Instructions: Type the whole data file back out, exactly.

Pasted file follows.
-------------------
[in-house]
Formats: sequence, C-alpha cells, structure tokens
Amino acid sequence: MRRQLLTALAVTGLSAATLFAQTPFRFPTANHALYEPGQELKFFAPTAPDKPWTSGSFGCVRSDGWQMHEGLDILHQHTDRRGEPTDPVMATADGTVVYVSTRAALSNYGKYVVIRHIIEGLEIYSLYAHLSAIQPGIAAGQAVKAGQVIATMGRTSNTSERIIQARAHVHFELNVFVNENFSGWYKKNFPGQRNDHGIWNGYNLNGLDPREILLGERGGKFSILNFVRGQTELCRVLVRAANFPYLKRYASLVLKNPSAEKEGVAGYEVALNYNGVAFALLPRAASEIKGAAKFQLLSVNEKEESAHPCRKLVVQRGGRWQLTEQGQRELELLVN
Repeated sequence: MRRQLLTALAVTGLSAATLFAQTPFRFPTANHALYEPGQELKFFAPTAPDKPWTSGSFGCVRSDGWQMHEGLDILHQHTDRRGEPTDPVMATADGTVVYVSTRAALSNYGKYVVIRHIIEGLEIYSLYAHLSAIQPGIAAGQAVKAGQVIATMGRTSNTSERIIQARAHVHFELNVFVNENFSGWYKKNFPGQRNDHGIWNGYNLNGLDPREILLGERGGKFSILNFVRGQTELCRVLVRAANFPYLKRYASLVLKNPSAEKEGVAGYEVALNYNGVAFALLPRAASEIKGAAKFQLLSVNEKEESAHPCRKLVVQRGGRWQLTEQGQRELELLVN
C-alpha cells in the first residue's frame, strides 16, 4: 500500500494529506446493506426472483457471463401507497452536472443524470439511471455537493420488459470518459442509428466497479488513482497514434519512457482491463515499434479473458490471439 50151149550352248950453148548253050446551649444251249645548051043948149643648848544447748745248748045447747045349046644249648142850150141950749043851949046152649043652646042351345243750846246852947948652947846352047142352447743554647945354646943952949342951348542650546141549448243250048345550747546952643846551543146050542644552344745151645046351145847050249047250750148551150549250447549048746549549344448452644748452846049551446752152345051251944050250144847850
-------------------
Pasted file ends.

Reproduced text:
[in-house]
Formats: sequence, C-alpha cells, structure tokens
Amino acid sequence: MRRQLLTALAVTGLSAATLFAQTPFRFPTANHALYEPGQELKFFAPTAPDKPWTSGSFGCVRSDGWQMHEGLDILHQHTDRRGEPTDPVMATADGTVVYVSTRAALSNYGKYVVIRHIIEGLEIYSLYAHLSAIQPGIAAGQAVKAGQVIATMGRTSNTSERIIQARAHVHFELNVFVNENFSGWYKKNFPGQRNDHGIWNGYNLNGLDPREILLGERGGKFSILNFVRGQTELCRVLVRAANFPYLKRYASLVLKNPSAEKEGVAGYEVALNYNGVAFALLPRAASEIKGAAKFQLLSVNEKEESAHPCRKLVVQRGGRWQLTEQGQRELELLVN
Repeated sequence: MRRQLLTALAVTGLSAATLFAQTPFRFPTANHALYEPGQELKFFAPTAPDKPWTSGSFGCVRSDGWQMHEGLDILHQHTDRRGEPTDPVMATADGTVVYVSTRAALSNYGKYVVIRHIIEGLEIYSLYAHLSAIQPGIAAGQAVKAGQVIATMGRTSNTSERIIQARAHVHFELNVFVNENFSGWYKKNFPGQRNDHGIWNGYNLNGLDPREILLGERGGKFSILNFVRGQTELCRVLVRAANFPYLKRYASLVLKNPSAEKEGVAGYEVALNYNGVAFALLPRAASEIKGAAKFQLLSVNEKEESAHPCRKLVVQRGGRWQLTEQGQRELELLVN
C-alpha cells in the first residue's frame, strides 16, 4: 500500500494529506446493506426472483457471463401507497452536472443524470439511471455537493420488459470518459442509428466497479488513482497514434519512457482491463515499434479473458490471439 50151149550352248950453148548253050446551649444251249645548051043948149643648848544447748745248748045447747045349046644249648142850150141950749043851949046152649043652646042351345243750846246852947948652947846352047142352447743554647945354646943952949342951348542650546141549448243250048345550747546952643846551543146050542644552344745151645046351145847050249047250750148551150549250447549048746549549344448452644748452846049551446752152345051251944050250144847850